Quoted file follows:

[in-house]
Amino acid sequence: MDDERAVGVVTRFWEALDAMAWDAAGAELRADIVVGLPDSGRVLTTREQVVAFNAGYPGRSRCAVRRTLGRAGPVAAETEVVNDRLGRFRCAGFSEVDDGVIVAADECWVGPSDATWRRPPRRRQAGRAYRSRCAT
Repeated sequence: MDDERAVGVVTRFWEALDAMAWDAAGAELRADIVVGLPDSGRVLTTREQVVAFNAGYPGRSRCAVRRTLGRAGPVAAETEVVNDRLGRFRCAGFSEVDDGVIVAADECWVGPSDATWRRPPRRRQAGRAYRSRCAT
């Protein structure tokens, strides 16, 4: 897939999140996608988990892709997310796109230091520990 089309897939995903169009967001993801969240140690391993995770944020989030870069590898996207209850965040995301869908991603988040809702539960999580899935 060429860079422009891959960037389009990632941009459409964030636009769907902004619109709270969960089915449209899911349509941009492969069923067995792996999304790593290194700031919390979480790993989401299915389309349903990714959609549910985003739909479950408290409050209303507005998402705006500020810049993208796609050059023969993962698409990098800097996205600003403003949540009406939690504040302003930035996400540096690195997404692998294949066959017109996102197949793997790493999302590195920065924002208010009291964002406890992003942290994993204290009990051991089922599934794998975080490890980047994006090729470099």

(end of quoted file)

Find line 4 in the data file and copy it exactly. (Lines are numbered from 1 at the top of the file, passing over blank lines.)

């Protein structure tokens, strides 16, 4: 897939999140996608988990892709997310796109230091520990 089309897939995903169009967001993801969240140690391993995770944020989030870069590898996207209850965040995301869908991603988040809702539960999580899935 060429860079422009891959960037389009990632941009459409964030636009769907902004619109709270969960089915449209899911349509941009492969069923067995792996999304790593290194700031919390979480790993989401299915389309349903990714959609549910985003739909479950408290409050209303507005998402705006500020810049993208796609050059023969993962698409990098800097996205600003403003949540009406939690504040302003930035996400540096690195997404692998294949066959017109996102197949793997790493999302590195920065924002208010009291964002406890992003942290994993204290009990051991089922599934794998975080490890980047994006090729470099």